6. Minelab's Promotion's sale for the month of June: GPZ-7000 with free Goldmonster 1000 $8,500 or $7,225 with 15% veterans discount. (Minelab is sure having a lot of sales over the past 5 months on the GPZ-7000 and the Goldmonster 1000, hopefully they are depleting stock for new releases on these detectors). Goldmonster 1000 with free Pro-find-35 CTX-3030 with free 6" coil Equinox 600 & 800 with free 15" coil Free shipping is included on all detectors here. Veteran's are allowed one detector per year at 15% discount. Oregon Based business with the main store in eastern Oregon by the Idaho/Nevada border. Note: Oregon is a no sales tax state. Email is rrlmmc@gmail.com Cell 208-739-8079
  7. I am hoping Minelabs next VLF true gold detector has SMF features incorporated into it also. Minelab would also have to offer a more desirable smaller nugget coil that comes stock with the package to help keep it in the lower overall price range.
  8. Yeah but then ML would have to charge $2000 for it. If they called it a Goldmonster Pro though the price could be lower than any other single frequency VLF gold detector on the market.
  9. The stock 9 X 12" with factory settings of 15Khz. Park 2 mode could hear the .03 Gram but on the coil only and the .05 Gram could be heard off the coil. With further adjustments I could get a better response on both though.
  10. My first impression was that this is a completely different detector from the previous 705 model and much more similar to the Equinox 700 pod configuration but without Multi-IQ. I have used the older X-Terra 705 with the 18.75Khz. Gold Pack coil and was curious to see how the new X-Terra Pro would perform on some smaller nuggets. I also liked that this detector had a manual ground balance and the Equinox 700/900 VDI numbers. So, the Equinox 6" coil was used for this testing using the 15Khz. Park 2 mode on both the X-Terra Pro and the Equinox using nugget sizes of .03 and .05 Gram. The X-Terra Pro and the Equinox could easily hit on both nuggets. As suspected the X-Terra Pro did have a decrease in target sensitivity when compared to the Equinox when I tried it in the Park 2 multi-frequency mode. Ground handling capabilities on both detectors were as usual for a VLF, no new breakthrough in this regard. I'll will have to admit I was surprised that this detector at it's price range could be used also for prospecting. I would like to hear any feedback if anyone else has used the X-Terra Pro for nugget hunting with any success. If this detector had a small coil and a selectable 18, 45, and 71Khz. frequency option I would call it a Goldmonster 2000. Yes, it would also be a waterproof fully submersible GM2000.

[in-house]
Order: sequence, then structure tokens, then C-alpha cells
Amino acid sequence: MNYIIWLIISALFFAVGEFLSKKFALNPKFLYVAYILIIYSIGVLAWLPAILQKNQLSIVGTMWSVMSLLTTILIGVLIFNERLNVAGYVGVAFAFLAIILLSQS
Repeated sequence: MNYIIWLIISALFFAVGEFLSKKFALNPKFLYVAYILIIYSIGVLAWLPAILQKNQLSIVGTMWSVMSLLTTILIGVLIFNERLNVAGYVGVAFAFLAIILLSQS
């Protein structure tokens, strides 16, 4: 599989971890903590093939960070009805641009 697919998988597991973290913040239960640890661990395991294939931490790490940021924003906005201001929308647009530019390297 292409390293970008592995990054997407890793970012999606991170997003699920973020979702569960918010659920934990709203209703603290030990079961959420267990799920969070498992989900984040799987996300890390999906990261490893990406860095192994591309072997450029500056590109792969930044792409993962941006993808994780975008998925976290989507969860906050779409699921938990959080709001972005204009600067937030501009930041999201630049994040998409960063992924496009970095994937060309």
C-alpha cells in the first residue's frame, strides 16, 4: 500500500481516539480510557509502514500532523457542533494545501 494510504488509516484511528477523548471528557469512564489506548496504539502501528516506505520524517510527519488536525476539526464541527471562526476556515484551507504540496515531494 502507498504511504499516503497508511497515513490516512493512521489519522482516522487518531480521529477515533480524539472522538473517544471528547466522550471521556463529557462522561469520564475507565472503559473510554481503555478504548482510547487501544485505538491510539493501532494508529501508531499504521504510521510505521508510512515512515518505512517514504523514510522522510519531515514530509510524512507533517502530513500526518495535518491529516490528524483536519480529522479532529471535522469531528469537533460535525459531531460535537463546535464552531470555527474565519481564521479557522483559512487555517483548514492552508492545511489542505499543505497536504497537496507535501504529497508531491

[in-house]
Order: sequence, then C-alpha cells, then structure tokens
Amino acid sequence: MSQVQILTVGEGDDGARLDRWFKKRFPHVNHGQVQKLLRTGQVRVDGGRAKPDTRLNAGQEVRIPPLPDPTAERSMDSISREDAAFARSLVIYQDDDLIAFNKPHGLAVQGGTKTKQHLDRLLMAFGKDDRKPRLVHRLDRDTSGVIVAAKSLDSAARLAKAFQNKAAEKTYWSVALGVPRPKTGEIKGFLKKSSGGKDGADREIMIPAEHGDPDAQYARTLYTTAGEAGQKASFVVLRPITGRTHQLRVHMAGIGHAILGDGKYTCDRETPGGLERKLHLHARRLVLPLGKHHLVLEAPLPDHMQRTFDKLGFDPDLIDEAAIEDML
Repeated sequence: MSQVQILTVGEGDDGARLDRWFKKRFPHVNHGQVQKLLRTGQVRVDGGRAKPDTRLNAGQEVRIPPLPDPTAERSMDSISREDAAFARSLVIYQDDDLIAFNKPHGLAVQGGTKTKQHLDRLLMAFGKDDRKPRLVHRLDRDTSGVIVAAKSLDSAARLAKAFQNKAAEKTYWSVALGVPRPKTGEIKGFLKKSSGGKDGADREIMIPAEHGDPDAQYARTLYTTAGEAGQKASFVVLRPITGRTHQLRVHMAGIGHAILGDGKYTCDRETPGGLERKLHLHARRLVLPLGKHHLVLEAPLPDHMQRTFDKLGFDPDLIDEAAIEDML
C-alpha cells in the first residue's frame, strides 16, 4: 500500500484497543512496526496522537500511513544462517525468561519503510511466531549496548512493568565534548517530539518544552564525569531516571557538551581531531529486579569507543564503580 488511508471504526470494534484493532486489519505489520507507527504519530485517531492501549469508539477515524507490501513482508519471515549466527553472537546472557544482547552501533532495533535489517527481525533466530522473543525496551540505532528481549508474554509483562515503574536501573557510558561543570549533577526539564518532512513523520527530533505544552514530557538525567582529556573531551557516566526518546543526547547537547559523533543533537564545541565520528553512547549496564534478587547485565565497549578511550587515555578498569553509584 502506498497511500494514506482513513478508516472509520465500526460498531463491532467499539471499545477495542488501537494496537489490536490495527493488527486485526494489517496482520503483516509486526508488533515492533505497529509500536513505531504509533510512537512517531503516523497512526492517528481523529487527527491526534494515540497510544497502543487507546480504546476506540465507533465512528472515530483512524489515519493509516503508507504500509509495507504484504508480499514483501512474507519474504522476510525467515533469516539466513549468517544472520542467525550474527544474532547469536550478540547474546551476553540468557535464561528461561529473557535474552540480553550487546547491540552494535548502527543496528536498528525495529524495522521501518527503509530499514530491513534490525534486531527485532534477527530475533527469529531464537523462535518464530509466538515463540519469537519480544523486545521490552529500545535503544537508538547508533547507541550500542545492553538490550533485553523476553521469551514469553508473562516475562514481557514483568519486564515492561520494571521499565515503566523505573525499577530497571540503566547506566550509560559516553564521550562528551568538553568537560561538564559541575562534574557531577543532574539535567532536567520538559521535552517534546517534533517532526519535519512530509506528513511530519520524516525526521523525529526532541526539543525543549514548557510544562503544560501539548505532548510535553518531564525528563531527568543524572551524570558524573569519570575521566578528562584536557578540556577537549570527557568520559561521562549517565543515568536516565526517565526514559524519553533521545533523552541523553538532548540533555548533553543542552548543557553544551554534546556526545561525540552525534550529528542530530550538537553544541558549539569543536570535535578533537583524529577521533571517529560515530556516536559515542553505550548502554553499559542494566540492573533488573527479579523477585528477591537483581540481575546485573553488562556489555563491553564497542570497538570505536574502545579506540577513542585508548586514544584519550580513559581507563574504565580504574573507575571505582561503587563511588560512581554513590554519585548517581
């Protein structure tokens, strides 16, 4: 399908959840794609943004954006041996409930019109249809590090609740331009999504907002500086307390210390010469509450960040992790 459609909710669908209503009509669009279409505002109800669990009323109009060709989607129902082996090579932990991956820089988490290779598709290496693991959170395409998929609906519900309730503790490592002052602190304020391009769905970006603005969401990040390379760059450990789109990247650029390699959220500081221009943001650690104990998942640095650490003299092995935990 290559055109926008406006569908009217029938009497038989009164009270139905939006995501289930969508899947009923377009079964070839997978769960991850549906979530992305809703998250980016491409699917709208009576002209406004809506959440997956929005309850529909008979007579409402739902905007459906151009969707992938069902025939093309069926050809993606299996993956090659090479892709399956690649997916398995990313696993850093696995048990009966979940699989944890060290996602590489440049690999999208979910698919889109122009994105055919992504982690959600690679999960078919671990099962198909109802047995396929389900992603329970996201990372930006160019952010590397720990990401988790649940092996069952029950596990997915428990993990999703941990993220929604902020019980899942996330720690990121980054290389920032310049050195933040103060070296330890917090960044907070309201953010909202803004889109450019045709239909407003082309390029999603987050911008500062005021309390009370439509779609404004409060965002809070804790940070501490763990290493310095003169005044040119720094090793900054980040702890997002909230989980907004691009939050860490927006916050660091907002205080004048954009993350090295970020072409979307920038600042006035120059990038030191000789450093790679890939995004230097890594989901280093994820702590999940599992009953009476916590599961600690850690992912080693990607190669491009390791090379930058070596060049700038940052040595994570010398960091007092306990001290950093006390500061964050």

11. I also was thinking that the GPX-6000 and GPZ-7000 would always be separated out on performances since Minelab has controlled this market for so long. I hope they do not lose future sales on this past practice as now with the Axiom offering a 14" x 16" mono and DD coils it would seem the competition could change Minelab's previous thinking strategies, especially if it's about making the most profits. Hopefully they are forced into adding more options then what was previously offered to compete with the current competition, kind of like the X-Terra Pro release is attempting to do.
  12. I was looking at the X-Terra Pro manual and saw it has a manual ground balance, nice feature. I was surprised they let me now I could order one now also.
  13. I'm hoping the engineers can someday add a visual target ID for tone changes on PI and ZVT for better refining of what I'm hearing.
  14. Yes, I'm hoping they shock me to, but it makes me also wonder what they have been designing since the 2015's ZED release, as this is a long time in the making. I can only hope it is a more refined 7000 that can actually add more depth performance on all nugget sizes, handle the worst ground effectively, and can have a huge variety of coil size options right from the release date, but If you already have X-coils this might not be it's best selling point. Any discrimination would still be beneficial for surface rubbish, shallow soils and bedrock areas, but I do not like the previous blanking type of PI discrimination, so maybe a different tone could be used or a visual target ID would be even more outstanding. I expect it to be a lot lighter with better ergonomics since they have been successful at doing this with other newer models. Any lightweight water resistance packaging would be beneficial for accident plunges while working near water. Being this is a Flagship detector for the most series prospectors I would hope it would have more user control options than the GPX-6000. For now I'm just glad Minelab is still taking the lead on this as I have confidence it will be worth the wait.